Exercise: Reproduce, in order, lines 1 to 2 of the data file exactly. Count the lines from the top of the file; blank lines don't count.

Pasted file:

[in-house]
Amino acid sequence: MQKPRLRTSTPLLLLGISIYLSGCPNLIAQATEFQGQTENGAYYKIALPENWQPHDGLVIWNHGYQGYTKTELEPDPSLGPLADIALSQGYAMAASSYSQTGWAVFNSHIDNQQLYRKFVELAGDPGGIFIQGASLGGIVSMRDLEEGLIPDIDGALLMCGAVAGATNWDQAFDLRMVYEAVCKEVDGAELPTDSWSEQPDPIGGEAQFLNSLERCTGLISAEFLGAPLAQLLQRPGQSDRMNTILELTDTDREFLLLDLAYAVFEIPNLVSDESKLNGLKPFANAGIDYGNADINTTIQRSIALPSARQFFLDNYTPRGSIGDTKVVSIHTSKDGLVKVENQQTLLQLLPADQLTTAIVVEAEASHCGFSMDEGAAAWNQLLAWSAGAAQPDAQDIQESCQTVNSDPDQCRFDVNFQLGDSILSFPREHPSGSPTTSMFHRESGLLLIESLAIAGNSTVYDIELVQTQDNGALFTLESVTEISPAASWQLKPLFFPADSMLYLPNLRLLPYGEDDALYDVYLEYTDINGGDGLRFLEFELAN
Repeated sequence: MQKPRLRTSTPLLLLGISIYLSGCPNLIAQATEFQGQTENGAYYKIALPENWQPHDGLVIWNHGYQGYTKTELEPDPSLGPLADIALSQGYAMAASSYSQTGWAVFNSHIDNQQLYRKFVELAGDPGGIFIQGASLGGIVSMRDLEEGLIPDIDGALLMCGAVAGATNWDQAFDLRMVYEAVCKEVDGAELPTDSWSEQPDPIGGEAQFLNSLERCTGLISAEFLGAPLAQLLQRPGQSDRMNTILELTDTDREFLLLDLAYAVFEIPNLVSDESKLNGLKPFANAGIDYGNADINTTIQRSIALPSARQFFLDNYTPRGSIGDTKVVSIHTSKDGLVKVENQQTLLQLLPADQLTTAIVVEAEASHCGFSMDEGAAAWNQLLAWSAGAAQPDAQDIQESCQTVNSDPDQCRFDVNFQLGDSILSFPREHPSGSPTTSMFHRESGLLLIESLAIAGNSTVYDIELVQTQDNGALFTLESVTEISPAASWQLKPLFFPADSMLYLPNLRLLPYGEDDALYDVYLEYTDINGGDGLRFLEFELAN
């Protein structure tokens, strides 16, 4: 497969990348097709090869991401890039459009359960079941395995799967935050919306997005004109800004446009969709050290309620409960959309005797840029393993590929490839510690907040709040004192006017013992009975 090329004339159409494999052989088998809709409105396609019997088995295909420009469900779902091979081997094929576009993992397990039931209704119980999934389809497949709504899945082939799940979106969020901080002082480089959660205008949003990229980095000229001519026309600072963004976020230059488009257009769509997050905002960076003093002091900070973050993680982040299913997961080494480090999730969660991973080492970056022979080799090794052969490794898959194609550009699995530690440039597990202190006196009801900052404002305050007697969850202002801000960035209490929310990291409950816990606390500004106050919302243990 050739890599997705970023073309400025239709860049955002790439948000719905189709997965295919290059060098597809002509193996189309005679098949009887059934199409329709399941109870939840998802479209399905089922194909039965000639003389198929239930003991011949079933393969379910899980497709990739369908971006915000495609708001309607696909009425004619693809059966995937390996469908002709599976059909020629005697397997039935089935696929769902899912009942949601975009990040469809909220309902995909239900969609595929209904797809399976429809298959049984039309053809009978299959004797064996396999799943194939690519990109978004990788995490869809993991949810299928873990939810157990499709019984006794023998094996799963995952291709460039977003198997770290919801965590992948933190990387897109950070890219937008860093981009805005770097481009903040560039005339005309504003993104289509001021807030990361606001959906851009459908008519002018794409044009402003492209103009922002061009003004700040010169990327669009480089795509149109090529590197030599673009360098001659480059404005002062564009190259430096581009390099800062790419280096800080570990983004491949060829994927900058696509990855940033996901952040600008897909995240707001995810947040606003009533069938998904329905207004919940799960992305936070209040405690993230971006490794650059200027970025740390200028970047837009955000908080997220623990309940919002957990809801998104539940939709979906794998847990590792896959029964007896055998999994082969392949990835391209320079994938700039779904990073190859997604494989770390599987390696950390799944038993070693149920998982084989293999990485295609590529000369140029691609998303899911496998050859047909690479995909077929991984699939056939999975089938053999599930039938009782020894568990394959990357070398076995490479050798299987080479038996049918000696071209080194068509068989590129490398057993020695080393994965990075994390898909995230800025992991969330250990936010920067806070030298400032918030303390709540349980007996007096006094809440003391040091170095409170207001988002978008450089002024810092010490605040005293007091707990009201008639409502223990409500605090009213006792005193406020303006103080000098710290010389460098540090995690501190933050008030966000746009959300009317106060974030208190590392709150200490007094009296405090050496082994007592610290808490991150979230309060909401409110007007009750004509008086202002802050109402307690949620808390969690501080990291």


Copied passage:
[in-house]
Amino acid sequence: MQKPRLRTSTPLLLLGISIYLSGCPNLIAQATEFQGQTENGAYYKIALPENWQPHDGLVIWNHGYQGYTKTELEPDPSLGPLADIALSQGYAMAASSYSQTGWAVFNSHIDNQQLYRKFVELAGDPGGIFIQGASLGGIVSMRDLEEGLIPDIDGALLMCGAVAGATNWDQAFDLRMVYEAVCKEVDGAELPTDSWSEQPDPIGGEAQFLNSLERCTGLISAEFLGAPLAQLLQRPGQSDRMNTILELTDTDREFLLLDLAYAVFEIPNLVSDESKLNGLKPFANAGIDYGNADINTTIQRSIALPSARQFFLDNYTPRGSIGDTKVVSIHTSKDGLVKVENQQTLLQLLPADQLTTAIVVEAEASHCGFSMDEGAAAWNQLLAWSAGAAQPDAQDIQESCQTVNSDPDQCRFDVNFQLGDSILSFPREHPSGSPTTSMFHRESGLLLIESLAIAGNSTVYDIELVQTQDNGALFTLESVTEISPAASWQLKPLFFPADSMLYLPNLRLLPYGEDDALYDVYLEYTDINGGDGLRFLEFELAN